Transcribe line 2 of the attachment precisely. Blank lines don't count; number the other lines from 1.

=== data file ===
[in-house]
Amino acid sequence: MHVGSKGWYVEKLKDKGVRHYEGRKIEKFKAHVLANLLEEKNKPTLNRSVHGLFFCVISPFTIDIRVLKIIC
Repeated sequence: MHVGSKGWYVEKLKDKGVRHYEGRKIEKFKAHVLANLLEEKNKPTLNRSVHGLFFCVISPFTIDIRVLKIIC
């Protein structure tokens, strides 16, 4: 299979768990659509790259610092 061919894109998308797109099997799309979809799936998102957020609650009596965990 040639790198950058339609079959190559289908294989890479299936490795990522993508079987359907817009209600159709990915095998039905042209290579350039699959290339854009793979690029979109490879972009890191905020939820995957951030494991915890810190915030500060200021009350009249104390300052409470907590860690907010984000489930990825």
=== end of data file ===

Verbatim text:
Amino acid sequence: MHVGSKGWYVEKLKDKGVRHYEGRKIEKFKAHVLANLLEEKNKPTLNRSVHGLFFCVISPFTIDIRVLKIIC